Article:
Our Gevo Stock Prediction In 2019 (Buy or Sell?)
Oil baron John D. Rockefeller had amassed a fortune when he died in 1937 that in today’s dollars would be worth roughly $340 billion. He holds the record as the richest American ever and certainly one of recorded history’s richest persons.
For generations, the Rockefeller surname has been synonymous with vast wealth. How did he reach the pinnacle of capitalist success? By accumulating undervalued energy investments that exponentially appreciated in price as they went on to dominate their markets.
Investors now face a similar once-in-a-lifetime opportunity with renewable energy, biofuels in particular.
Is small biofuels maker Gevo (NSDQ: GEVO) the next “Rockefeller stock?” Is it poised to generate enormous riches for its early investors? Or is this small-cap energy company more hype than promise? Let’s drill down for the facts.
What is Gevo?
With a market cap of $20 million, Gevo is a renewable chemicals and advanced biofuels company headquartered in Englewood, Colorado. The company develops bio-based alternatives to petroleum-based products by applying biotechnology to conventional chemistry.
Gevo converts renewable raw materials into isobutanol and renewable hydrocarbons that can be directly integrated into existing fuel and chemical products. Isobutanol is a four-carbon alcohol that can be used as a specialty chemical or a value-added fuel blendstock.
In Texas, Gevo operates a biorefinery that concerts alcohols into products that range from renewable jet fuel to octane and ingredients for plastics.
How Has Gevo Stock Performed?
As with any small-cap stock involved in leading-edge technology, Gevo has been volatile and subject to huge swings on the upside and downside.
Gevo shares skyrocketed a whopping 270% on June 18, 2018, after the company received approval from the U.S. Environmental Protection Agency (EPA) for the use of isobutanol at a 16% blend level in gasoline, up from the previously approved level of 12.5%.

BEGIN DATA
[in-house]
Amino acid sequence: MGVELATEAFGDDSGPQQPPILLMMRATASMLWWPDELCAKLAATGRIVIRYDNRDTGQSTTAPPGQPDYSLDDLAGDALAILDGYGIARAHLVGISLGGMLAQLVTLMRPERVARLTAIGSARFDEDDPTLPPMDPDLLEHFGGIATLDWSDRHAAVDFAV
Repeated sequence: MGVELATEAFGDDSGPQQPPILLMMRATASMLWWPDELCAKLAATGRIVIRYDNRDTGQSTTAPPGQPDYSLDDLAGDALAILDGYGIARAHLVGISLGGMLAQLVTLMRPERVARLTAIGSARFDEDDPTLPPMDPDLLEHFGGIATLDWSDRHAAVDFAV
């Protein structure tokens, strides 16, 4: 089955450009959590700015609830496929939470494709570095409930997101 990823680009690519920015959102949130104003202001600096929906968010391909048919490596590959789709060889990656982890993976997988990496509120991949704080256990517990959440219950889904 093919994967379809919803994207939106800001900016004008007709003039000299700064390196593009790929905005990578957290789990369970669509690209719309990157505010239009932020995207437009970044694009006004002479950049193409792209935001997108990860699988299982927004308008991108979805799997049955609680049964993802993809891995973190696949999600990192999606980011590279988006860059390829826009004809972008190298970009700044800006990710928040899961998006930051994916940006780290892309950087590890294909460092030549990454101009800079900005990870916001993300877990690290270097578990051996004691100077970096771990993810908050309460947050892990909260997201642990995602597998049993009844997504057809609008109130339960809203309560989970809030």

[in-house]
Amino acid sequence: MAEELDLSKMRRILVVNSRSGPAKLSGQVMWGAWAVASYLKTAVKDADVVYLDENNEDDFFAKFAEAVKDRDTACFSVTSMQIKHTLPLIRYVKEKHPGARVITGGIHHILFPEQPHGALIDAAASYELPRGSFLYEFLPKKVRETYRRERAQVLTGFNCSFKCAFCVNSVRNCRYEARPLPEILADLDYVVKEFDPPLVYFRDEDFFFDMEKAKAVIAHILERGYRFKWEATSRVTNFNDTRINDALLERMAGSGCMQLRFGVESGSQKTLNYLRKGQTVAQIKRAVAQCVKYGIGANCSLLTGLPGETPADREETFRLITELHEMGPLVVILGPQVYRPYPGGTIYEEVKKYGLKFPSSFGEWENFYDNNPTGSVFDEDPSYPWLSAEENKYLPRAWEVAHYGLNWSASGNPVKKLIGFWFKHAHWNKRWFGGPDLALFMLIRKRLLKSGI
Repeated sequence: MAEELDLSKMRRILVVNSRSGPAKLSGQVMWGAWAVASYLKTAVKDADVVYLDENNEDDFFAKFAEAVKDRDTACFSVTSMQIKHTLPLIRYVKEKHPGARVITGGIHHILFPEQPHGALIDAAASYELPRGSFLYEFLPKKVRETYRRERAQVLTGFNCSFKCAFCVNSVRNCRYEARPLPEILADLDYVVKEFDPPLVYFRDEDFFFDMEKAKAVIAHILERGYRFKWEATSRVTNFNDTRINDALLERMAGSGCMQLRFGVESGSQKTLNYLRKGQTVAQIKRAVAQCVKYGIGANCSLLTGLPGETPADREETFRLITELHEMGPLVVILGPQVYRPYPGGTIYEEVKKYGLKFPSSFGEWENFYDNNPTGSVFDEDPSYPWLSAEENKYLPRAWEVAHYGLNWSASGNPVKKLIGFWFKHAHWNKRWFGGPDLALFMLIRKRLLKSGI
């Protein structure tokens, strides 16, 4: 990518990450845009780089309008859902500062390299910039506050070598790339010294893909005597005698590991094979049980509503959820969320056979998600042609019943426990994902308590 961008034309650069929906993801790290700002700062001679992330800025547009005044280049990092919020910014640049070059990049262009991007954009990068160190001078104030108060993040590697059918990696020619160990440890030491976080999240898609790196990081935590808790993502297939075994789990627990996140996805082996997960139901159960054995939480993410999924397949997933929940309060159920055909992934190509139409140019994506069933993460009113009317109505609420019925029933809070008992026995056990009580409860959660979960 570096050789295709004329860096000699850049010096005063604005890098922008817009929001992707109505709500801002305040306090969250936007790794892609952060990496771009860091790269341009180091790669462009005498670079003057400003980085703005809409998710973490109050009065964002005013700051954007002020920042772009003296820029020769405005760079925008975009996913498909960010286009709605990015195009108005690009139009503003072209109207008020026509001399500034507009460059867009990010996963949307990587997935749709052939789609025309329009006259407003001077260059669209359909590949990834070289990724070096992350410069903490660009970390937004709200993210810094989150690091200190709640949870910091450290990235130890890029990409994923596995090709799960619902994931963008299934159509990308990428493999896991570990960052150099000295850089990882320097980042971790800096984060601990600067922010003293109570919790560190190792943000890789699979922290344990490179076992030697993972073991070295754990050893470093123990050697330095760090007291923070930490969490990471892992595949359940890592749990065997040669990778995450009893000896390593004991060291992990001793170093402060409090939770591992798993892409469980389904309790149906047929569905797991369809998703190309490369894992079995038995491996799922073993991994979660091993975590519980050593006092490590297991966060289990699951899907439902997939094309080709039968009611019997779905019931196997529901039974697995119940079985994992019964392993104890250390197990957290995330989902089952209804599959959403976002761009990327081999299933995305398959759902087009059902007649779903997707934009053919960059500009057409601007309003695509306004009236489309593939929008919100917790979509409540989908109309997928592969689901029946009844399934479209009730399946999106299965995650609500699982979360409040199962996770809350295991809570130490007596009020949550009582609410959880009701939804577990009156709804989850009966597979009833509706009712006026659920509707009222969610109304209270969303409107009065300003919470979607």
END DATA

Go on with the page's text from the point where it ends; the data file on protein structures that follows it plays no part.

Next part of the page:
Before the EPA’s ruling, 16% blend levels of the biofuel were approved only for off-road applications and boats. The ruling was widely seen as a significant catalyst for Gevo’s revenue growth, although investor sentiment quickly cooled.
The following chart shows Gevo share price movement over the past 12 months:
How Has Gevo Performed In 2017/2018?
- In 2017, Gevo stock fell 82.6% compared to a gain of 19.4% for the S&P 500.
- In 2018 year to date, Gevo stock has fallen 78.6% whereas the S&P 500 has fallen 2.6%.
Who Are Gevo’s Rivals?
Bunge (NYSE: BG)
The New York-based agricultural giant focuses on helping farmers produce larger harvests by providing a smooth connection between them and customers.
Bunge traces its history back nearly 200 years, to 1818, making it one of the world’s oldest agribusiness firms. Today, it boasts a market cap of $8.2 billion and has 32,000 employees in 40 countries.
The company’s agribusiness segment transports, stores and processes agricultural commodities, such as grains and soybeans. It also processes raw soybeans and rapeseed into oils and meal for use in animal feed.
Bunge’s other divisions include edible oils, which produces margarine and other products for the foodservice industry; sugar and biofuels with eight mills in Brazil that produce sugar and ethanol, as well as a London-based sugar trading and marketing arm; milling products, including milled wheat, corn and rice; and fertilizer.
Private company Syngenta has traditionally focused on herbicides, pesticides and genetically modified seeds. But in recent years the company has expanded into biofuels. The company now operates 30 ethanol/biofuel plants across 12 states.
Swiss-based Syngenta produces a number of specialized agriproducts with limited competition; the company also appears to be gaining market share in biofuel production.
The company is a subsidiary of ChemChina, a Chinese state-owned chemical company that develops agrichemicals, specialty chemicals and industrial equipment.
Green Plains (NSDQ: GPRE)
Based in Omaha, Nebraska, Green Plains is the second-largest owner of ethanol plants in North America. With a market cap of $646 million, the company operates through four segments: Ethanol Production, Agribusiness and Energy Services, Food and Ingredients, and Partnership.
In addition to ethanol production, the company’s other products and services include: distillers grains, corn oil, grain storage, marketing and distribution, and cattle and food ingredients.
Will Gevo Go Up In 2019 (Should You Buy)?
Gevo enjoys several macroeconomic tailwinds. The biofuels industry is growing fast, mirroring the expansion of “green” energy.
Biofuels are liquid fuels derived from agricultural products. The most important biofuel in the U.S. market is ethanol, an alcohol made primarily from corn. Biofuels such as ethanol are supposedly cleaner and more efficient than fossil fuels but their overall benefits are a matter of debate.
Ethanol, for example, requires energy to create, takes vital food-producing cropland out of circulation, and ethanol plants can be major polluters.